Normally, when I get into a debate with a conservative friend and we are at an impasse, with no hope for resolution, I try to ease the tension with levity, and say, “Well, when the revolution comes, I will put in a good word for you and your family.” To my friends in the Republican political and legal establishment who have not stood up to Trump: When the revolution comes, you are on your own, and I will be clamoring not for mercy but for a seat next to the guillotine, where I can do my knitting.

This was not in the comments section. It was the last paragraph in an editorial from a regular columnist with the publication…

I don’t like Trumpette. I don’t agree with all of his policies but there are a number of them that I do agree with including efforts to slow illegal immigration, protect our borders and curb terrorism. Will that be enough to get my head and the heads of my family onto this “man’s” chopping block? Or, will that qualify for the leniency of a “reeducation camp” somewhere? Once the flames of civil war are fanned will it even matter?

I was asked why I would need a passport before the next administration takes office. This is it in a nutshell.

Those of us in this country who support the rule of law, especially the Constitution, and who believe in the principles on which this nation was founded find ourselves increasingly under attack. At some point in the near future those who hold the same views as this columnist will once again hold the Presidency of the USA. At that point all bets will be off.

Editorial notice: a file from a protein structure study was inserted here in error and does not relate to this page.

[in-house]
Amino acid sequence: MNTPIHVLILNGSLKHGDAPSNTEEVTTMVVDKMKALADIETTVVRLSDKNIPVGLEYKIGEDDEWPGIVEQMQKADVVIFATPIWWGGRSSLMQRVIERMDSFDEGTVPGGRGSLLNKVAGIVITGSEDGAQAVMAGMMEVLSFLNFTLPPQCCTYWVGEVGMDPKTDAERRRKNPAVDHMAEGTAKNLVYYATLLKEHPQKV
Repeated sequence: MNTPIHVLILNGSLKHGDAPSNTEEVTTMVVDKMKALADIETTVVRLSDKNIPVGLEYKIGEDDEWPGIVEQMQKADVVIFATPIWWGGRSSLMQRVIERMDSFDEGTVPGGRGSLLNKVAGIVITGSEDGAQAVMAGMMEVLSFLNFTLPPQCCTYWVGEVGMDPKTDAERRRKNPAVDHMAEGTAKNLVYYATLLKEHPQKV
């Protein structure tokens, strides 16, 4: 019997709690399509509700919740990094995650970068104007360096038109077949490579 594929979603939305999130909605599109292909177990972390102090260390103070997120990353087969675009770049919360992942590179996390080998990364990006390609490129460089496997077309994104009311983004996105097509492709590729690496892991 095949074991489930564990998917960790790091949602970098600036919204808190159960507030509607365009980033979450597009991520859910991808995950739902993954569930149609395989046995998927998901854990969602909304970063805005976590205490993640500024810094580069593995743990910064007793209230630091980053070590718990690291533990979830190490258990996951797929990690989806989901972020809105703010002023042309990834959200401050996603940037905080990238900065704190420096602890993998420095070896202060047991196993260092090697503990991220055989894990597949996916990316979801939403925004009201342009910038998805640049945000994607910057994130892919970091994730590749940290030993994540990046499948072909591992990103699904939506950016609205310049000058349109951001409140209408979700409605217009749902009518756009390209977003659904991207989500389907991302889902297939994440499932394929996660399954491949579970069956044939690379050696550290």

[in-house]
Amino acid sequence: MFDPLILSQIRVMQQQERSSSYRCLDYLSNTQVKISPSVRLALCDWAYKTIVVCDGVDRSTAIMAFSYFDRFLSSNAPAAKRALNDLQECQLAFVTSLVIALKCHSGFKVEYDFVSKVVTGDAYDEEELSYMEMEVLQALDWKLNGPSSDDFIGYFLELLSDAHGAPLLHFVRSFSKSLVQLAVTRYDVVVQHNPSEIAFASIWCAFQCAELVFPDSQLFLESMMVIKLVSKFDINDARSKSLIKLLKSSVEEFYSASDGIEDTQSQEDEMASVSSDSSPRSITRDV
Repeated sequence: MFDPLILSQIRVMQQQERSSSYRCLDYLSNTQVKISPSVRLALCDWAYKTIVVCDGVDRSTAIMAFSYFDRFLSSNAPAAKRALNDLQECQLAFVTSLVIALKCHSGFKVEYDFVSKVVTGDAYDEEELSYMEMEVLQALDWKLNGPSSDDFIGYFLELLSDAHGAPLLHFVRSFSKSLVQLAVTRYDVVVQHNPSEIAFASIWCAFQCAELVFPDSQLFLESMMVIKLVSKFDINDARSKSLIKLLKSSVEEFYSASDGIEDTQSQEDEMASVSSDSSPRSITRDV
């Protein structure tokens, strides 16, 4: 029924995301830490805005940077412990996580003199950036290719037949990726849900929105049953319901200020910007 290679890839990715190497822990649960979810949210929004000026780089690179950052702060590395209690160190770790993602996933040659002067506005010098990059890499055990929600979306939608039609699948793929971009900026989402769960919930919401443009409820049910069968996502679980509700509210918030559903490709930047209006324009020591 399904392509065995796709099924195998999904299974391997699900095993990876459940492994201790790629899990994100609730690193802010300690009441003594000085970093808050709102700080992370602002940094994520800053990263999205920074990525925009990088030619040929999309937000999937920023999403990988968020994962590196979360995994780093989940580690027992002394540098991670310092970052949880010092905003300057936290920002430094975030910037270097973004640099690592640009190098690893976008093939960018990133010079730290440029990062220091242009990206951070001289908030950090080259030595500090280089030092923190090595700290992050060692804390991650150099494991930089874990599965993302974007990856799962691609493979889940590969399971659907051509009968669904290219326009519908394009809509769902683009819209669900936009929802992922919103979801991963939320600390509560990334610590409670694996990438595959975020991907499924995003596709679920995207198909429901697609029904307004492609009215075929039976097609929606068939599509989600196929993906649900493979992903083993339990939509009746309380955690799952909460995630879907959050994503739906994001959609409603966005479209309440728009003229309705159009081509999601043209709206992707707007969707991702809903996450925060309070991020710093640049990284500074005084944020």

At that point those without a passport and the means to escape may find themselves (and their families) on the platform for a date with Madame Guillotine or fighting for their lives. There was a very good reason the founding fathers wanted to ensure that the citizenry was armed against tyranny, even if the tyrants are fellow citizens.

Of course, those pushing for the harassment of conservatives and Trump supporters, violent counter-protests to stifle free-speech, the internment camps, and the guillotine only have the best of intentions. They are doing it for our own good, but as C. S. Lewis once observed:

Of all tyrannies, a tyranny sincerely exercised for the good of its victims may be the most oppressive. It would be better to live under robber barons than under omnipotent moral busybodies. The robber baron’s cruelty may sometimes sleep, his cupidity may at some point be satiated; but those who torment us for our own good will torment us without end for they do so with the approval of their own conscience.

Our nation is growing ever more polarized. I had hoped for a Presidential candidate who would bridge the divide. That didn’t happen. Both parties put forward candidates that were even more polarizing, candidates that widened the gap between us, rather than bridging it. As a result we are staring into an abyss. If we can’t find a way to back away from it…

Well…

…my great, great grandparents knew the horrors of civil war first hand. We may just have to (re)learn them first hand. I pray we do not.

Take care and God bless.